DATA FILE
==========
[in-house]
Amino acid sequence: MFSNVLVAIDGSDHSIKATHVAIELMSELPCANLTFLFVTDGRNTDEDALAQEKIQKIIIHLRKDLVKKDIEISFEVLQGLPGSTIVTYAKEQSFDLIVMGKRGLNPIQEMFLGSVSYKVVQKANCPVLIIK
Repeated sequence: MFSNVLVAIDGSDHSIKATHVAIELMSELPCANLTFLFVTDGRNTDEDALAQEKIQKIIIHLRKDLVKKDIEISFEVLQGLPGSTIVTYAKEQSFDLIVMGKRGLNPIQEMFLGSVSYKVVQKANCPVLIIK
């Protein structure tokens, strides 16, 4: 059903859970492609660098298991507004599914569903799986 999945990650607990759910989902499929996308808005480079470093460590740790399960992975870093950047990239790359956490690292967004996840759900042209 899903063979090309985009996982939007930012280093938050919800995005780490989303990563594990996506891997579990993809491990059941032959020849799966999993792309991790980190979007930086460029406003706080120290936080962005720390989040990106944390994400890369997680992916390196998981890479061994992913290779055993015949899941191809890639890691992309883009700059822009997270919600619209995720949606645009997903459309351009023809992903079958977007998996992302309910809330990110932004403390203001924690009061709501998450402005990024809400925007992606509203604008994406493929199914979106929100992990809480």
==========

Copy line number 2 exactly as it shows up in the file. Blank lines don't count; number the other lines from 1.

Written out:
Amino acid sequence: MFSNVLVAIDGSDHSIKATHVAIELMSELPCANLTFLFVTDGRNTDEDALAQEKIQKIIIHLRKDLVKKDIEISFEVLQGLPGSTIVTYAKEQSFDLIVMGKRGLNPIQEMFLGSVSYKVVQKANCPVLIIK